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United States v. Lewis

United States District Court, D. South Carolina, Florence Division

February 12, 2018

United States of America,
Roderick Delon Lewis, Defendant.


          R. Bryan Harwell United States District Judge

         This matter is before the Court on a motion to suppress [ECF No. 25] filed by Defendant Roderick Delon Lewis. A hearing was held on Defendant's motion to suppress on January 19, 2018. After hearing arguments of the lawyers and testimony of the witnesses, the Court took the matter under advisement. For the following reasons, the Court denies Defendant's [ECF No. 25] motion to suppress.

         Factual and Procedural Background

         The pending motion to suppress involves the encounter between Sergeant Townsend and Defendant Lewis on June 12, 2017. Defendant Lewis seeks to suppress the firearm discovered following that encounter.

         On the morning of June 12, 2017, Sergeant Townsend of the Dillon Police Department learned of an outstanding warrant for a person with the last name "Lewis." While on patrol later that day, Sergeant Townsend encountered the Defendant, whose last name is "Lewis." Sergeant Townsend was aware of Roderick Lewis through his reputation as a "neighborhood bully" and alleged involvement in drug activity. However, other than the common last name of "Lewis, " Sergeant Townsend could not state any other facts to link Lewis to the outstanding warrant he learned of that morning.[1]

         On June 12, 2017, Sergeant Townsend first spotted Defendant Lewis walking down the street while Sergeant Townsend was gassing up his police vehicle at the city gas pump. Lewis was walking to his residence from his mother's house. Sergeant Townsend radioed dispatch to determine whether Lewis was the "Lewis" who had the outstanding warrant. Before receiving a response from dispatch, Sergeant Townsend finished filling up his car with gas and proceeded to Lewis's location.

         According to Sergeant Townsend's version of the initial encounter, by the time Sergeant Townsend reached Lewis, Lewis was almost to his residence. Upon reaching Lewis's location, Sergeant Townsend pulled his car up beside Lewis and said "Hey man, let me talk to you for a minute." As Sergeant Townsend exited his patrol vehicle, he told Defendant Lewis to "come here." Defendant Lewis asked, "for what?, " and began walking toward Sergeant Townsend. Sergeant Townsend responded that he needed to see Lewis's identification because they had a warrant on a "Lewis" subject. Immediately after Sergeant Townsend mentioned a possible warrant on a Lewis subject, Defendant Lewis turned and fled.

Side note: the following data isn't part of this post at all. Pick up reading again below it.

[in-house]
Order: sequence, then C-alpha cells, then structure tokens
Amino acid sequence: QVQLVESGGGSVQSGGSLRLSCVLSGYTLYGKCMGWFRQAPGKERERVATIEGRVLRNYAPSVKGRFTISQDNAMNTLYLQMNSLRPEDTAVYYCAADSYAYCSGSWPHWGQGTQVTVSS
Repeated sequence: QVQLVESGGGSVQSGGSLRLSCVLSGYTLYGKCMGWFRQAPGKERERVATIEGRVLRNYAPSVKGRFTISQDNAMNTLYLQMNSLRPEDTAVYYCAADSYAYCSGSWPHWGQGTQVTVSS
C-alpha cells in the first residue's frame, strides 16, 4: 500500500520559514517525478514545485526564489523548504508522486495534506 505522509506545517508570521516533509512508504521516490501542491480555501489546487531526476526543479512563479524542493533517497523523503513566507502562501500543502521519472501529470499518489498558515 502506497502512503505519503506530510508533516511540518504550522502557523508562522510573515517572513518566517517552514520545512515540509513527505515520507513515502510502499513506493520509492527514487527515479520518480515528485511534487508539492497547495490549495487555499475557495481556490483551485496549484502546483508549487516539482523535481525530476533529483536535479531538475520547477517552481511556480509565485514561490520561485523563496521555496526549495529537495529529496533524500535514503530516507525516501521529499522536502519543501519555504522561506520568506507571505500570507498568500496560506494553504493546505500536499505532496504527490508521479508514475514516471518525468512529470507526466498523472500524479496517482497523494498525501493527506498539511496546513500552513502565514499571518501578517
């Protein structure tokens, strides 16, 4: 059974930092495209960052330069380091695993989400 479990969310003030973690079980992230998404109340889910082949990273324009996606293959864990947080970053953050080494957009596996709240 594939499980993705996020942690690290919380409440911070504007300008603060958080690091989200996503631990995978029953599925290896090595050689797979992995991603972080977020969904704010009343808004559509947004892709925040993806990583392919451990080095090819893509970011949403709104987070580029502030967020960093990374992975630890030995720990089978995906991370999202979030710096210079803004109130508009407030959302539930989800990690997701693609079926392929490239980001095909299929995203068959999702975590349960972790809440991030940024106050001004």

Defendant Lewis's version of the initial encounter differs slightly. Lewis testified that he was walking towards his home and was approximately three feet away from his steps when Sergeant Townsend pulled up in the yard, got out of the vehicle, and told Lewis to turn around and put his hands behind his back, and that he was under arrest. Lewis testified that Sergeant Townsend never asked for Id. Lewis asked Sergeant Townsend what he was being arrested for and Sergeant Townsend responded by ordering Lewis to "turn around" and put his hands behind his back. Lewis then turned around to walk in his front door. Sergeant Townsend reached for Lewis and Lewis pulled away and ran. Lewis testified that when Sergeant Townsend first approached him, Lewis believed that he could just walk away.

         Sergeant Townsend chased after Defendant Lewis, through Lewis's yard, from one side of the house to the other. Sergeant Townsend caught Defendant Lewis on the other side of the house when Lewis unsuccessfully attempted to jump a chain link fence. Sergeant Townsend wrestled with Lewis in an attempt to detain him. As they struggled, a black object, which ended up being a firearm, fell to the ground.

         Sergeant Townsend continued to struggle to detain Defendant Lewis for a short time until Lewis stopped fighting, at which point Sergeant Townsend detained him. A passing state trooper stopped to help but Sergeant Townsend had detained Defendant Lewis by that point. Other officers then arrived on the scene.

         After detaining Defendant Lewis, Sergeant Townsend discovered that the outstanding warrant was for Defendant Lewis's brother, Damian Lewis. Although Defendant Lewis had an outstanding warrant for pointing and presenting a firearm, there was no testimony that Sergeant Townsend was aware of that particular warrant at the time of Lewis's arrest and detention.

         On September 26, 2017, Defendant was indicted in a one count indictment for felon in possession of a firearm in violation of 18 U.S.C. §§ 922(g)(1), 924(a)(2), and 924(e).


         Lewis argues the firearm should be suppressed because Sergeant Townsend did not possess reasonable suspicion to stop and detain Lewis as ...

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